Remember, your baby does not need teeth to chew!
 

Adding variety

– Introduce one new food at a time
– Offer it for 3-5 days before introducing a new food
– It doesn’t matter in what order you introduce vegetables and fruits
– Gradually increase the texture from smooth to mashed and include soft lumps
– Finely fork-mashed, soft cooked fruits and vegetables are good choices
 

Did you know?

A 7-month-old baby needs more iron than his father. The RDI* for iron for an adult male is 8mg, and for a 7-12 month infant it is 11mg (Reference: Nutrient Reference Values for Australia and New Zealand. Commonwealth of Australia 2006).
 

Why is iron important?

– Iron is essential for brain development and prevention of infection
– Iron is important for making healthy blood cells and helping to transport oxygen around the body
– Baby is born with a natural store of iron but this starts to decline from about 6 months of age
– Breastmilk or infant formula alone is not an adequate source of iron for babies older than 6 months
 

What foods contain iron?

Cereal foods, including iron-enriched infant cereal, remain baby’s most important source of iron for the first 2 years of life.

Foods that are rich in Vitamin C, such as fresh fruits and vegetables, can help improve the absorption of iron from foods.

Lean red meat is also an important source of iron and can be included in your baby’s diet from around 6 months – finely minced for them to eat easily. Lean chicken, pork, fish and eggs can also be introduced at this time but contain less iron than red meat.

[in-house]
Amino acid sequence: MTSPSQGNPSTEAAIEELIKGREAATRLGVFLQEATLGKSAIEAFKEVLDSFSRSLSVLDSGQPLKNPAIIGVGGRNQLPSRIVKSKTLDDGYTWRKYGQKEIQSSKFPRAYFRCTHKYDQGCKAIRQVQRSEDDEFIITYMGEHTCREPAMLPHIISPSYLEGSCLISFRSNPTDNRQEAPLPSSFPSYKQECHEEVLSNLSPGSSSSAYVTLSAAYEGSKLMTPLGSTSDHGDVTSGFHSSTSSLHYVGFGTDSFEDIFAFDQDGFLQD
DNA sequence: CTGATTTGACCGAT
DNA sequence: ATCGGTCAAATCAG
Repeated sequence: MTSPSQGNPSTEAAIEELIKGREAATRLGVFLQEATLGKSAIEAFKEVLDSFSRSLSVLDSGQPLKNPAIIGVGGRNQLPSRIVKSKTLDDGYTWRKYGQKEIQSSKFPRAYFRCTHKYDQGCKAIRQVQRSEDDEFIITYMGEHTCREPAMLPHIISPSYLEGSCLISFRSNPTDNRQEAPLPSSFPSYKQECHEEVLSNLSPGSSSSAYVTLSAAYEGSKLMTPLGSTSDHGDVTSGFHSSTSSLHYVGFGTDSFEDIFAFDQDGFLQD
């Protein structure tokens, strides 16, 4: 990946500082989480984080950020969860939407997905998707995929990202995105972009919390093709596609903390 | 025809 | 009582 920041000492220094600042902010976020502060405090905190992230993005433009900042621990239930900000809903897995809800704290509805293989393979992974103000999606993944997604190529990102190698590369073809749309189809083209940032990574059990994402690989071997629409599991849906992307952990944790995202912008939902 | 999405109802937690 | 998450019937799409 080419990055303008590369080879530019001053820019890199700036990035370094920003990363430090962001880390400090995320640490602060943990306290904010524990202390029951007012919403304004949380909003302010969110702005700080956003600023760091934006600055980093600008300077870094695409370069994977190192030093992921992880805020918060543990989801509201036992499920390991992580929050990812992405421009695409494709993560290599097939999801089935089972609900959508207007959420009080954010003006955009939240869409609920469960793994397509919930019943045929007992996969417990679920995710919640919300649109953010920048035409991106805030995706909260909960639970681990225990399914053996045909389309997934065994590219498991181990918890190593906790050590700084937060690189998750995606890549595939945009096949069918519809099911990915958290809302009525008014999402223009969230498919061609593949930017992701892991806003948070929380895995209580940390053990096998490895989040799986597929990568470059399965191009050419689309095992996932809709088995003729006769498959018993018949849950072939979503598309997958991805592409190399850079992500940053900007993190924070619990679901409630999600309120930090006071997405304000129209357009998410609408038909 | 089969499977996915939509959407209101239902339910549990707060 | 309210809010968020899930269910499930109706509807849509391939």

Freezing Tips

– Use an ice block tray, or freezer pot suitable for individual servings.
– Defrost blocks as you need them.
– If food appears a bit runny after defrosting, add a little iron-fortified rice cereal to thicken.
 

Why does my 18-month-old still need infant cereal?

Infant cereals are specially designed to meet the iron needs of babies up to two years of age. They provide a range of cereal grains in appropriate texture, offering variety of tastes without addition of sugar or salt. Most adult cereals do contain salt and sugar, which are not necessary in baby’s diet.
 

Can I give my baby cereals for older children?

Cereals for older children may contain sugar, salt and artificial additives which baby does not need. Minimally processed cereals such as rolled oats, contain no added sugar or salt, however are not iron fortified. Check the label on cereals for sugar, salt and iron to see if they are present. Please carefully consider your child’s health (including any allergies) when choosing food for your child. For concerns about the suitability of a recipe or particular food for your child, please consult your healthcare professional.

*RDI – Recommended Dietary Intake

Reference:
1. Karen Webb et al. Foods, nutrients and portions consumed by a sample of Australian children aged 16-24 months. Nutrition and Dietetics 2008; 65: 56-65
2. Australian Society for Clinical Immunology & Allergy (ASCIA). Infant Feeding Advice 2008

This article was written by the Heinz Infant Feeding Advisory Service (HIFAS) September 2011.